Chia Chia: I only remember that it was very tiring, but it had a nice cash award. I think it was about US $300, which was a large sum for me and encouraged me to continue.
ST: How did you do?
Chia Chia: I won the female middle school age group.
ST: How did that race make you feel?
Chia Chia: It changed my view on racing. I realized that there is a possibility of a life of triathlon racing.
ST: Have you had any setbacks of challenges - illness or injury or other circumstances - which you had to overcome?
Chia Chia: I broke three teeth when I first started training to ride, but it did not make me give up because of fear. I thought if I choose to give up this time, I will have wasted three teeth. So I chose to continue to train and I told myself to get stronger.
ST: How did you combine your work in school and your triathlon training?
Chia Chia: When I was in high school, I was caught in a rebellious phase. I did not want to train and I hated this sport. So I changed school. At the new school Song Shan High School of Commerce and Home Economics, I encountered a new teacher Hsin Fang Hsieh who has been in love with this sport and who enlightened me a lot and I grew to love triathlon.
ST: What words of encouragement did she offer you?
Chia Chia: She told me that I am very qualified, I should lead this team to move forward together rather than give up the lead, so I think I have to work hard to live up to her words.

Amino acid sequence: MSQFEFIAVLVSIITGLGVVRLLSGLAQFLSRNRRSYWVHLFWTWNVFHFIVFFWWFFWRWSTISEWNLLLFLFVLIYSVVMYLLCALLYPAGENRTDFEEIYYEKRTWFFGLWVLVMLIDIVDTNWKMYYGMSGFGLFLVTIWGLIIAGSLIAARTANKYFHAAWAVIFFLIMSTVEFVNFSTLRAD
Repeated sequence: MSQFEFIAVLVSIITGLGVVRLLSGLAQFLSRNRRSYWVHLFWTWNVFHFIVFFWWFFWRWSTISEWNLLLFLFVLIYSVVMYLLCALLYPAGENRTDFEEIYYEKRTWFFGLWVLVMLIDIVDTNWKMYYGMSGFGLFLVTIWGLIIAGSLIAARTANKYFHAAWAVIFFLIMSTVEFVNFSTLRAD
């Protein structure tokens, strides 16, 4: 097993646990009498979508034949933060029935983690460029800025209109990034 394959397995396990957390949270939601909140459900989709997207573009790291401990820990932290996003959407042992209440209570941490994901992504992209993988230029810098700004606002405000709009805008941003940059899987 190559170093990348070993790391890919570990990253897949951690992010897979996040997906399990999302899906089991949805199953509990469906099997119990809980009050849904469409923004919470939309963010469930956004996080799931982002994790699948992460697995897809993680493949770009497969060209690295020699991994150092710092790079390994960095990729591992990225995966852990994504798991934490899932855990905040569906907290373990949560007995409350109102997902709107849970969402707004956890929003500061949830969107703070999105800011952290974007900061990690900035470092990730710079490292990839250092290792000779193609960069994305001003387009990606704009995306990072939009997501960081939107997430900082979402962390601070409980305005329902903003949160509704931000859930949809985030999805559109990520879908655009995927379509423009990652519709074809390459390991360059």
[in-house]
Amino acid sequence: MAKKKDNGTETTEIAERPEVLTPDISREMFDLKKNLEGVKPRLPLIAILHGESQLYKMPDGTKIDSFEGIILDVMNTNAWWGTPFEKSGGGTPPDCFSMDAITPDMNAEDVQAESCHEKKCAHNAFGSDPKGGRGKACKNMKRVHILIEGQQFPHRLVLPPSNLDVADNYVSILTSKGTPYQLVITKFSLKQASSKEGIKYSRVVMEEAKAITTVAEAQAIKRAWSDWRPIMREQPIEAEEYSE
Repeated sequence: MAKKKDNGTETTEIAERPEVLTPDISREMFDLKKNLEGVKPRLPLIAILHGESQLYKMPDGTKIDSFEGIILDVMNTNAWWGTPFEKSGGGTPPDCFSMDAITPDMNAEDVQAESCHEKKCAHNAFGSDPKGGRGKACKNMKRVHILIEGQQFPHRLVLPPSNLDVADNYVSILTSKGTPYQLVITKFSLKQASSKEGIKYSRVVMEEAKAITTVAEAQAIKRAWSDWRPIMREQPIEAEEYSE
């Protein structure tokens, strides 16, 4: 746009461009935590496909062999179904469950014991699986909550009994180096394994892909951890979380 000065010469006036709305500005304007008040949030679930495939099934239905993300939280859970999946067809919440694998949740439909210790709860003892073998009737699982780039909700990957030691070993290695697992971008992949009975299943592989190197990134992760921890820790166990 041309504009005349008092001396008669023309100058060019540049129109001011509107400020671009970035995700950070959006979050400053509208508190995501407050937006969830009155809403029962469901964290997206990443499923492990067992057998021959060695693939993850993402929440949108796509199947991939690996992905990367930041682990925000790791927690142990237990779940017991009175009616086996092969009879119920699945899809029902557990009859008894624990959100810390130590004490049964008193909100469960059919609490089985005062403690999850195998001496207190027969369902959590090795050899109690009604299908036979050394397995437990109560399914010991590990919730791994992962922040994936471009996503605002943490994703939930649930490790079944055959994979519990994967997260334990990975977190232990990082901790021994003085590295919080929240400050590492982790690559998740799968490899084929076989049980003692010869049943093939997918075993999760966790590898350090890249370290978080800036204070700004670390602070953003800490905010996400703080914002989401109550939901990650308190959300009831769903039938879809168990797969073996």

ST: As you started doing more triathlons, were there any triathletes you admired and why?
Chia Chia: After high school, when I started at the University of Tapei, my university's team coach Wei Chan Chen was the triathlete I admired so much because he keeps learning and still has good results!
ST: Which member of your family inspires you in triathlon?
Chia Chia: My sister inspires me the most, she and I grew up together, eat together, train, and we are most alike in our love of the sport.
ST: What other training partners have encouraged you?
Chia Chia: My boyfriend Lee Yu Ren gave me the most encouragement. I often have been tired, want to rest and give up. But he always insisted I complete the workouts. He made me feel better when from time to time I lost the passion.
ST: As you started doing more triathlons, were there any famous triathletes you admired?
Chia Chia: Sorry, I don't know of many. Because our English is not very good and we were so focused on training we haven't really looked at international news. Oh wait, 2008 Beijing Olympic female gold medalist Emma Snowsill visited Taiwan last year at the Yilan Triathlon Championship. She is an inspiration. Looking at her results showed me where I need to be.
ST: When did you realize you were good at this sport?
Chia Chia: Because my father always asks us to do better, I do not think I am very good yet. But I am encouraged by some results. At the 2013 Taiwan National Games, when I was 18 years old, I took first female, beating more experienced athletes. I have won this event 3 years in a row now.
ST: What breakthrough performance made you think you might be successful at an international level?
Chia Chia: I am still a student now, so can't take too much time off to race abroad. However, in 99 percent of domestic races, I get either 1st or 2nd while sometimes losing to my sister. After graduation, I will participate in more international events.
ST: Tell us about your 5th place finish at Hefei 70.3 where you competed with international pros like Radka Vodickova, Emma Pallant, and Parys Edwards. Did they say anything to you?